St. Augustine in St. Johns County, Florida — The American South (South Atlantic)
Fort Mose Historic State Park
During Fort Mose's final years, life on the frontier grew more difficult. Constant attacks by English and Indian raiding parties drove Mose residents to seek protection each night inside St. Augustine's fortified walls. The English capture of Havana in 1762 sealed the fate of Florida's Spanish settlements.
The peace treaty ending the Seven Years' War called for Spain to transfer Florida to England in return for the more valuable island of Cuba. Rather than face an uncertain life under English rule, Mose residents joined the exodus of over 3,000 Spanish colonists to Cuba. There life began again for these frontier warriors and their families.
Did Any Mose Residents Return to Florida?
We don't really know. Historians have found documents in Cuba that may reveal the answer to this question, but further research is needed.
Erected by Fort Mose Historic State Park.
Location. 29° 55.743′ N, 81° 19.507′ W. Marker is in St. Augustine, Florida, in St. Johns County. Marker is on Fort Mose Trail 0.2 miles east of North Ponce De Leon Boulevard (U.S. 1), on the right when traveling Touch for map. Marker is located in Fort Mose Historic State Park, beside the sidewalk leading from the parking lot to the visitor center. Marker is at or near this postal address: 15 Fort Mose Trail, Saint Augustine FL 32084, United States of America.
Other nearby markers. At least 8 other markers are within walking distance of this marker. Fort Mose II (a few steps from this marker); Bloody Mose (a few steps from this marker); El Pueblo de Gracia Real de Santa Teresa de Mose (a few steps from this marker); Fort Mose I (within shouting distance of this marker); Escape & Flight (within shouting distance of this marker); British Enslavement (within shouting distance of this marker); Middle Passage (within shouting distance of this marker); African Origins (within shouting distance of this marker). Touch for a list and map of all markers in St. Augustine.
Related markers. Click here for a list of markers that are related to this marker. Fort Mose Historic State Park
Also see . . .
1. Treaty of Paris, 1763. The Treaty of Paris of 1763 ended the French and Indian War/Seven Years' War between Great Britain and France, as well as their respective allies. In the terms of the treaty, France gave up all its territories in mainland North America, effectively ending any (Submitted on December 2, 2018, by Cosmos Mariner of Cape Canaveral, Florida.)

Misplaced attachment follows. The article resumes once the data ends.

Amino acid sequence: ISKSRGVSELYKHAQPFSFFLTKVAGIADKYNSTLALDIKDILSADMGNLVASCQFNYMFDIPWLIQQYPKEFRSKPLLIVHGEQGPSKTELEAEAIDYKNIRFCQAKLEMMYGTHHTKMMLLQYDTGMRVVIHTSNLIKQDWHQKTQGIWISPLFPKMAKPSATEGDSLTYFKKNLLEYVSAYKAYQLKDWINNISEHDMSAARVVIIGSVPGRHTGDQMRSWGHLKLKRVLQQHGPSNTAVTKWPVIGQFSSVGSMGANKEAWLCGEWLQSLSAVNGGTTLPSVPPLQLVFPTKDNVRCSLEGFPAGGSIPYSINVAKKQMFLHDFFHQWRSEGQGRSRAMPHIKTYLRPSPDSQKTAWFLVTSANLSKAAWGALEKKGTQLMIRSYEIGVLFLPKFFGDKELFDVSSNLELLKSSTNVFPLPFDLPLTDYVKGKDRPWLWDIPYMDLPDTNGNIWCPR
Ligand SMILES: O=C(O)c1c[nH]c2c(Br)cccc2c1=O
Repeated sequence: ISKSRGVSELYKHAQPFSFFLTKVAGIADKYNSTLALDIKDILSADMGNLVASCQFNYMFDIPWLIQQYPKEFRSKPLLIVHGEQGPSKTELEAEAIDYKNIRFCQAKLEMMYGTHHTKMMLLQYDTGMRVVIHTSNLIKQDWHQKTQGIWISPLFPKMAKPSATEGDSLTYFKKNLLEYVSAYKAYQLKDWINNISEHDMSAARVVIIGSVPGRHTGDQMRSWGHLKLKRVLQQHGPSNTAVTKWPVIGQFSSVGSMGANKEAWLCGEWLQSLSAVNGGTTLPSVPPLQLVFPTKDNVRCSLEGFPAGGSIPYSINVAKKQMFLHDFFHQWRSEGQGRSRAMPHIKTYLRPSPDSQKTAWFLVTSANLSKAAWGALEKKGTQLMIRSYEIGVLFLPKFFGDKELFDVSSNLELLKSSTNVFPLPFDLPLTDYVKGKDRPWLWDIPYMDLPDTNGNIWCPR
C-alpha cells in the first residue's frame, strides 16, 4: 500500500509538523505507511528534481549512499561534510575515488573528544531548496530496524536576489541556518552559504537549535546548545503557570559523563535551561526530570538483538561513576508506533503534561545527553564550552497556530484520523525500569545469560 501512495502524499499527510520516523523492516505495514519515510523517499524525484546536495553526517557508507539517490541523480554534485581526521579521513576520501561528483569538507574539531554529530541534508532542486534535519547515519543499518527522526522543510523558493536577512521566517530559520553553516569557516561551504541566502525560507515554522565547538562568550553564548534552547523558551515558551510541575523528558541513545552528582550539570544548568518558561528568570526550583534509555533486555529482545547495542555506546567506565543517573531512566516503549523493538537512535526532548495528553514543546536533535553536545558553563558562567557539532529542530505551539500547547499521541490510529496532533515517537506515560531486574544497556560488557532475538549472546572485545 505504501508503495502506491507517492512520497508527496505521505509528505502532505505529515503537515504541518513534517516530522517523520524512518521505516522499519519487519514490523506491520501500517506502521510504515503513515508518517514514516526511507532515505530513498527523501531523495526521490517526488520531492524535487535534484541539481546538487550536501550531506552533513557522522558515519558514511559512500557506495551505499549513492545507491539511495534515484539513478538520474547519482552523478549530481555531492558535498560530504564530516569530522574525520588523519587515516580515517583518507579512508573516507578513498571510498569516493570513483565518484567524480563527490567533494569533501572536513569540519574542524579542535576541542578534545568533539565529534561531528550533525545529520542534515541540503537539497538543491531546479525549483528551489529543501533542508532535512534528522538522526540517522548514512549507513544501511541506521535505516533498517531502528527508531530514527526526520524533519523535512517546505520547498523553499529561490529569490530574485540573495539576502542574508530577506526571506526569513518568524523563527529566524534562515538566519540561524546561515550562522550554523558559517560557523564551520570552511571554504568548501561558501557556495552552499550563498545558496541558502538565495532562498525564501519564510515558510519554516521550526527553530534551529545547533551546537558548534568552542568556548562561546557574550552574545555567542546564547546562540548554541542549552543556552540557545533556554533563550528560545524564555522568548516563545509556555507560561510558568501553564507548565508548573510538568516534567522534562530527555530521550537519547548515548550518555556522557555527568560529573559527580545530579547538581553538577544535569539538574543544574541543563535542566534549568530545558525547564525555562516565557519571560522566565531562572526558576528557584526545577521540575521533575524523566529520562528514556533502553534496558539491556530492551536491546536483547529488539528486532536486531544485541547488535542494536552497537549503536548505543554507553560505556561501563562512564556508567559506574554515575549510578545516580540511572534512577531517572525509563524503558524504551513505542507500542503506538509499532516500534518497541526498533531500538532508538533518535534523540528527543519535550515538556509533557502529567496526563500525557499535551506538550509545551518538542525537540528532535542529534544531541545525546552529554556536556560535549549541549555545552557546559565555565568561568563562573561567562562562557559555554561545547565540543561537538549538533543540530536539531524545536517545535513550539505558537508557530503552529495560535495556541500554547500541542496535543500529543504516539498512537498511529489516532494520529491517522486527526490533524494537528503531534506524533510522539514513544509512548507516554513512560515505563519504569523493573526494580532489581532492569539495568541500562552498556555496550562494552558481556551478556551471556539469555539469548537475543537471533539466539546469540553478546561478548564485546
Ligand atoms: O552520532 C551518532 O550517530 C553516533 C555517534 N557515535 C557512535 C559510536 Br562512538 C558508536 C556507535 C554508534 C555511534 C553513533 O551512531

2. Timeline of St. Augustine History. In accordance with the Treaty of Paris the Spanish inhabitants of St. Augustine prepare to leave the city in 1764 as Florida is ceded to the British. Most evacuate to Cuba, including the free blacks of Mose. The British divide Florida into two colonies, East and West Florida. James Grant is appointed Governor of East Florida, with John Moultrie serving as Lieutenant Governor. George Johnstone served as first Governor of West Florida. The British rule Florida until 1783. (Submitted on December 2, 2018, by Cosmos Mariner of Cape Canaveral, Florida.)
3. Francisco Menéndez. Together with most of the Spanish colonists from St. Augustine and the Fort Mosé community, Francisco Menéndez was evacuated by the Spanish crown to Cuba. There he established a similar community called St. Augustine of the New Florida. (Submitted on December 2, 2018, by Cosmos Mariner of Cape Canaveral, Florida.)
4. Fort Mose Historic State Park. Florida Department of Environmental Protection (Submitted on December 3, 2018.)
Categories. • African Americans • Colonial Era • Forts, Castles • Settlements & Settlers •
Credits. This page was last revised on January 2, 2019. This page originally submitted on December 1, 2018, by Cosmos Mariner of Cape Canaveral, Florida. This page has been viewed 58 times since then and 4 times this year. Photos: 1. submitted on December 1, 2018, by Cosmos Mariner of Cape Canaveral, Florida. 2, 3, 4, 5. submitted on December 2, 2018, by Cosmos Mariner of Cape Canaveral, Florida. • Bernard Fisher was the editor who published this page.